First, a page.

that is out of. i think that will force a debate on these issues. i agree with catholic. it's hard to see us coming together in lame duck or after the first of the year without a presidential focus on these issues. i think most people are going to say we've got to address these issues. it can't continue to allow congress to kick the can down the road to avoid these problems. i think they're directly related to the economy, and that's one reason i'm optimistic as i think you are related to the economy and if more of us make that connection inkling and even more people will be interest. xavier is right. that's also important, i think they are connected. by the way, if we don't solve this problem by year-end the recession will hurt everyone. we've got to do with this issue. >> all right, 40 minutes. we got it licked. i think i deserve the nobel prize for clarity and consensus. in less than an hour we solved
our long-term problem. thank you very much. our panel is really great. [applause] >> now more from the peterson foundation fiscal summit in this hour-long panel includes a drmer co-chair of the presidency deficit reduction committee, alan simpson, and philadelphia mayor michael nutter. right >> it's the first time i've ever been to the right of you. [laughter] >> i didn't hear that. >> the first time i've been to the right of you. >> i did hear that. >> i heard the last couple of -e speakers and i have been interviewing a lot of people on it madmeet issues this week. it made me think of you mustel feel like the pope these days. everyone feels the need to kiss the ring of simpson-bowles. t >> just something.o ki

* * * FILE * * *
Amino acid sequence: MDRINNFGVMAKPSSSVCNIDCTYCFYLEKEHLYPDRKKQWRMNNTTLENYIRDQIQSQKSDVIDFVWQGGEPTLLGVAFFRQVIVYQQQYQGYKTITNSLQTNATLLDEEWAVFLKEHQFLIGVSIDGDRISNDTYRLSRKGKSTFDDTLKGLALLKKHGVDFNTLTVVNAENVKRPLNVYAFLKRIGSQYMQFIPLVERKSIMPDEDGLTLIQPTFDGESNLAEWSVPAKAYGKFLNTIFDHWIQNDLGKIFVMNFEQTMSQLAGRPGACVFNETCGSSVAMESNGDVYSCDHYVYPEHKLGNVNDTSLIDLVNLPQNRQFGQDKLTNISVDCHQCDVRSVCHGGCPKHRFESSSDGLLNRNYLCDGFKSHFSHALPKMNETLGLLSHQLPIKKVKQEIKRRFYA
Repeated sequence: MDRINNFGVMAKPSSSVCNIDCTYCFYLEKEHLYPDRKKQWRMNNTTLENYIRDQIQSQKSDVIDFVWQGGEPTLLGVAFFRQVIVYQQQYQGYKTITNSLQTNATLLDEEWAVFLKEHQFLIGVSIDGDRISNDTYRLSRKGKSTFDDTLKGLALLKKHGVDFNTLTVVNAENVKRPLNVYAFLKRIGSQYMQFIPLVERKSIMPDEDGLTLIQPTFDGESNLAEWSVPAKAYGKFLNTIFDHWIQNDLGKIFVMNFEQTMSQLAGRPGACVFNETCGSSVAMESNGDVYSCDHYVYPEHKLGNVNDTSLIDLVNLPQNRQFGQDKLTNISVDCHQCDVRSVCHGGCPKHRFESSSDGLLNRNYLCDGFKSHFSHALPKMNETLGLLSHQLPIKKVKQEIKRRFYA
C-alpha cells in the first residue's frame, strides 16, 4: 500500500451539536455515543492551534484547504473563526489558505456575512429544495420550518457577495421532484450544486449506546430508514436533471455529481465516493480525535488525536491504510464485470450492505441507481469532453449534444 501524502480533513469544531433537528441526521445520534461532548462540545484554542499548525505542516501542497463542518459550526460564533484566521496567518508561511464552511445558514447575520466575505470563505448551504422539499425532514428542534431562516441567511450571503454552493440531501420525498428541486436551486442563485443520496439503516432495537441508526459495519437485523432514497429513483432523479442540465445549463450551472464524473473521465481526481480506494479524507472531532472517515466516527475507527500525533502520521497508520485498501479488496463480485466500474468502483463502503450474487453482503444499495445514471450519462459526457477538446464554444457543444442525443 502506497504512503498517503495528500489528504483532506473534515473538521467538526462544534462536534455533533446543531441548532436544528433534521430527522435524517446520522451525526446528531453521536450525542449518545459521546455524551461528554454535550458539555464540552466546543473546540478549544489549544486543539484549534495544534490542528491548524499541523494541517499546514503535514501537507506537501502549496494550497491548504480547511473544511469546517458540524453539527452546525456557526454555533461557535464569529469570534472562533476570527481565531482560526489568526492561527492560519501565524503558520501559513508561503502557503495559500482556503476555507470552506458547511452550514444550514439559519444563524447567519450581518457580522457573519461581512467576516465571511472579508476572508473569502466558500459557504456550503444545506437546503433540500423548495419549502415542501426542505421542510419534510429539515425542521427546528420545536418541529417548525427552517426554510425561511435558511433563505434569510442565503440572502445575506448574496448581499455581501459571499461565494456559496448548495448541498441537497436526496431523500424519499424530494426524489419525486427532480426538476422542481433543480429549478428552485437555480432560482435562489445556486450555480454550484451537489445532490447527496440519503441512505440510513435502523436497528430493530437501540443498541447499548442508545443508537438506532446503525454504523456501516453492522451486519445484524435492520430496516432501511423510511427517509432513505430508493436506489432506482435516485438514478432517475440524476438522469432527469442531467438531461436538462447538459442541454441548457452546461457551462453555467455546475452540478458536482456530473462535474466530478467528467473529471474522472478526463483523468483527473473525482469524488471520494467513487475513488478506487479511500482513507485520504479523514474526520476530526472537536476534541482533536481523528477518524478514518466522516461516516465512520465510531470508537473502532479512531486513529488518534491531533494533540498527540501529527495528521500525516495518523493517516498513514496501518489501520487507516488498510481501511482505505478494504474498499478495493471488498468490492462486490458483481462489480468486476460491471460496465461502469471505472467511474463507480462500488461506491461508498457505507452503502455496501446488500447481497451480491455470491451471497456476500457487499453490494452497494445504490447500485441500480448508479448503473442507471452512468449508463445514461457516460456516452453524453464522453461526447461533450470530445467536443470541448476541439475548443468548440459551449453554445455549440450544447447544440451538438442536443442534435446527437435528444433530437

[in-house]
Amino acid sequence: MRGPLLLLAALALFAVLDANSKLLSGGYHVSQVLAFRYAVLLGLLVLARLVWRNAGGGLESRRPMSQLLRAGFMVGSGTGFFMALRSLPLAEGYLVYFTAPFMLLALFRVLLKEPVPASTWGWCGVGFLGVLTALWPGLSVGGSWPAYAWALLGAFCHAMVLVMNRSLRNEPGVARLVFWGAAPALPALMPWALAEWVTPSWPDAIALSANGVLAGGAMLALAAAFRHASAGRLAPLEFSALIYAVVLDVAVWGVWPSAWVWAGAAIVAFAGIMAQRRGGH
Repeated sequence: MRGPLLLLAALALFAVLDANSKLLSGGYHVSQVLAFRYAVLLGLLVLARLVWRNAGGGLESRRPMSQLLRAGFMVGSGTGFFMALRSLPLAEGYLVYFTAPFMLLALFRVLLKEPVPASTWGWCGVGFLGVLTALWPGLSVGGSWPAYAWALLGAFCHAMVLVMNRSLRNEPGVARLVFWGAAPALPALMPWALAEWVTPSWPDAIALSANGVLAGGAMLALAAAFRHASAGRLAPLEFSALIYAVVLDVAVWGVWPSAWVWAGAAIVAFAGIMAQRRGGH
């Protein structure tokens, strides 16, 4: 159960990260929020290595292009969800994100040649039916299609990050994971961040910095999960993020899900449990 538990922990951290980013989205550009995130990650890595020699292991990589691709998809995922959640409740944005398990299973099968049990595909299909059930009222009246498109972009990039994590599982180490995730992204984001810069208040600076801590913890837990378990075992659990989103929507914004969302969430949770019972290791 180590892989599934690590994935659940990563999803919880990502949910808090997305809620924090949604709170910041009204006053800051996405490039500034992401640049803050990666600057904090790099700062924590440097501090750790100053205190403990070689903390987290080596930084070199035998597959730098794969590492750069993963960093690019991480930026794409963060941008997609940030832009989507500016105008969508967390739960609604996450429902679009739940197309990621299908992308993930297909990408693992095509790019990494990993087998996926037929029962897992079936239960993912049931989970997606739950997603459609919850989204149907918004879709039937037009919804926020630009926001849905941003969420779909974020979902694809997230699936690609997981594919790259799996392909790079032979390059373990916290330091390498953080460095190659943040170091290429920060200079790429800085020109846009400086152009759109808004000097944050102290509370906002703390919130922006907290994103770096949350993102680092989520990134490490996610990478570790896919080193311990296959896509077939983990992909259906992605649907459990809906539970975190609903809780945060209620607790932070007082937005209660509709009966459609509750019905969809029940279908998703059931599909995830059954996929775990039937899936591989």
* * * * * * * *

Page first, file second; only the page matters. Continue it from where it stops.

[laughter] >> to go ahead. e >> even if they don't adhere to what everything you laid out. but what i'd like to do is haves you talk a little bit about what you're doing when you go aroundt the country and try to lay the o groundwork for support. what you're hearing back from hi people of what to expect, whatng they want what they need and what they understand about the problem. >> first, thanks to pete peterson and michael for this.mi this is achae great forum, and m always proud to show a.how up i knew pete years and years ago when is talking about social security reform, wrote a book, t wonderful, dear man.he's a very dear, dear person in my life. erskine bowles, one of the finest human beings i've ever worked with. he's just superb. super he's the numbers guy.y. he calls himself a numbers guy. i do the color. let me tell you what we found. erskine and i will often say toa a group, might say just this
way. g on the ropicture, we don't do bs or much. and people are thirsting for that. and you don't give them bs and mush. am heromeone gets up on the hind legs and sayse i'm here today f we're here to save everything and we are not, we will savere mecious medicare and pressures medicaid and precious social security and precious defense without touching those, those people are fake.urity they are phony. you can get there unless you're messing wit the big four. and there biggest of the big fo. his medicare. and there's no need to go any on further, blame it on obamnicare, collett elvis presley care, i don't care caarre. it can't possibly work under an. scenario if you use your brain.f well, what do you mean by that? well, it'sme going to take care- preexisting condition forcondito somebody three years old whomeod